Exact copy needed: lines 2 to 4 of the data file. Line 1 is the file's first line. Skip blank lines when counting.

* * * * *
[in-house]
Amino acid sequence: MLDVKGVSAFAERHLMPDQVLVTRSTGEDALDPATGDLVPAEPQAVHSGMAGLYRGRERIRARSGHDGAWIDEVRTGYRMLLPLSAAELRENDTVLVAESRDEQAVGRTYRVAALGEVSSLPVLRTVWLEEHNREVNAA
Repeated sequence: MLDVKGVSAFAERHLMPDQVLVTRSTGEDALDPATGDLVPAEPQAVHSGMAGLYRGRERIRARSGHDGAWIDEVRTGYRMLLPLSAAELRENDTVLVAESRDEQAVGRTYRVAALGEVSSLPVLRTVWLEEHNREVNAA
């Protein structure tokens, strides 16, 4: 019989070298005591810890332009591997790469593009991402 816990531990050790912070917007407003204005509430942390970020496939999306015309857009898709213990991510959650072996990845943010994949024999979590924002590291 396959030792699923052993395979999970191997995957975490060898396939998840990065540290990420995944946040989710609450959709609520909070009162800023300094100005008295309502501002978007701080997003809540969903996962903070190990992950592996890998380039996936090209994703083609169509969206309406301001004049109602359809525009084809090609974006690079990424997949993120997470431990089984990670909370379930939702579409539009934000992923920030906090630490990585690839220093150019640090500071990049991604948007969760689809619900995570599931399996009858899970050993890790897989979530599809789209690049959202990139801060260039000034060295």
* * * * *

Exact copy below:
Amino acid sequence: MLDVKGVSAFAERHLMPDQVLVTRSTGEDALDPATGDLVPAEPQAVHSGMAGLYRGRERIRARSGHDGAWIDEVRTGYRMLLPLSAAELRENDTVLVAESRDEQAVGRTYRVAALGEVSSLPVLRTVWLEEHNREVNAA
Repeated sequence: MLDVKGVSAFAERHLMPDQVLVTRSTGEDALDPATGDLVPAEPQAVHSGMAGLYRGRERIRARSGHDGAWIDEVRTGYRMLLPLSAAELRENDTVLVAESRDEQAVGRTYRVAALGEVSSLPVLRTVWLEEHNREVNAA
């Protein structure tokens, strides 16, 4: 019989070298005591810890332009591997790469593009991402 816990531990050790912070917007407003204005509430942390970020496939999306015309857009898709213990991510959650072996990845943010994949024999979590924002590291 396959030792699923052993395979999970191997995957975490060898396939998840990065540290990420995944946040989710609450959709609520909070009162800023300094100005008295309502501002978007701080997003809540969903996962903070190990992950592996890998380039996936090209994703083609169509969206309406301001004049109602359809525009084809090609974006690079990424997949993120997470431990089984990670909370379930939702579409539009934000992923920030906090630490990585690839220093150019640090500071990049991604948007969760689809619900995570599931399996009858899970050993890790897989979530599809789209690049959202990139801060260039000034060295």